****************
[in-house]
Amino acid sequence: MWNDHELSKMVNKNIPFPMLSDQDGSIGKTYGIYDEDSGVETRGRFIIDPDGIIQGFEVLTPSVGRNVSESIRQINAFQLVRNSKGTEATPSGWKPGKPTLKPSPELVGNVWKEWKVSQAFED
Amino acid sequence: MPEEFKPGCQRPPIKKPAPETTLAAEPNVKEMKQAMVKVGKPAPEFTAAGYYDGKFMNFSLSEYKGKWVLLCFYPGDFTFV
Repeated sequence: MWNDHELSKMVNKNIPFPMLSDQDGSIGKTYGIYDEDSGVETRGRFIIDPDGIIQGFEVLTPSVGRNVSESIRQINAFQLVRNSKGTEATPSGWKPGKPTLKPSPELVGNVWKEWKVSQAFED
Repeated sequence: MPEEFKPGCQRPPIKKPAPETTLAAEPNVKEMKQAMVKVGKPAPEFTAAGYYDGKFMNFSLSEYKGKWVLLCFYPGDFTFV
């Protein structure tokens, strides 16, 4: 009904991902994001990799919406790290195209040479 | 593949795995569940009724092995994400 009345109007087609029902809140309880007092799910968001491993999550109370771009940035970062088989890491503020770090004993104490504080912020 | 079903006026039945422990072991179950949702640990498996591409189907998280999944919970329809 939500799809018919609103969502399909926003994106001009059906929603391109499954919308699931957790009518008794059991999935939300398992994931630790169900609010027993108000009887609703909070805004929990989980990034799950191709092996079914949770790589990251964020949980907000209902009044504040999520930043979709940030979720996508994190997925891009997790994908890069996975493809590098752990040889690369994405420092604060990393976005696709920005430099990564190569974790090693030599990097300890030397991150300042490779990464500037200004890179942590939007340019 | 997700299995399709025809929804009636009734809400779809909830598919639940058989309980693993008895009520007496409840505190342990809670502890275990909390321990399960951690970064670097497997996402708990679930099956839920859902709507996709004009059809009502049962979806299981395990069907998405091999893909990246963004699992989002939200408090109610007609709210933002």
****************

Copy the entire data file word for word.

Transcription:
[in-house]
Amino acid sequence: MWNDHELSKMVNKNIPFPMLSDQDGSIGKTYGIYDEDSGVETRGRFIIDPDGIIQGFEVLTPSVGRNVSESIRQINAFQLVRNSKGTEATPSGWKPGKPTLKPSPELVGNVWKEWKVSQAFED
Amino acid sequence: MPEEFKPGCQRPPIKKPAPETTLAAEPNVKEMKQAMVKVGKPAPEFTAAGYYDGKFMNFSLSEYKGKWVLLCFYPGDFTFV
Repeated sequence: MWNDHELSKMVNKNIPFPMLSDQDGSIGKTYGIYDEDSGVETRGRFIIDPDGIIQGFEVLTPSVGRNVSESIRQINAFQLVRNSKGTEATPSGWKPGKPTLKPSPELVGNVWKEWKVSQAFED
Repeated sequence: MPEEFKPGCQRPPIKKPAPETTLAAEPNVKEMKQAMVKVGKPAPEFTAAGYYDGKFMNFSLSEYKGKWVLLCFYPGDFTFV
């Protein structure tokens, strides 16, 4: 009904991902994001990799919406790290195209040479 | 593949795995569940009724092995994400 009345109007087609029902809140309880007092799910968001491993999550109370771009940035970062088989890491503020770090004993104490504080912020 | 079903006026039945422990072991179950949702640990498996591409189907998280999944919970329809 939500799809018919609103969502399909926003994106001009059906929603391109499954919308699931957790009518008794059991999935939300398992994931630790169900609010027993108000009887609703909070805004929990989980990034799950191709092996079914949770790589990251964020949980907000209902009044504040999520930043979709940030979720996508994190997925891009997790994908890069996975493809590098752990040889690369994405420092604060990393976005696709920005430099990564190569974790090693030599990097300890030397991150300042490779990464500037200004890179942590939007340019 | 997700299995399709025809929804009636009734809400779809909830598919639940058989309980693993008895009520007496409840505190342990809670502890275990909390321990399960951690970064670097497997996402708990679930099956839920859902709507996709004009059809009502049962979806299981395990069907998405091999893909990246963004699992989002939200408090109610007609709210933002």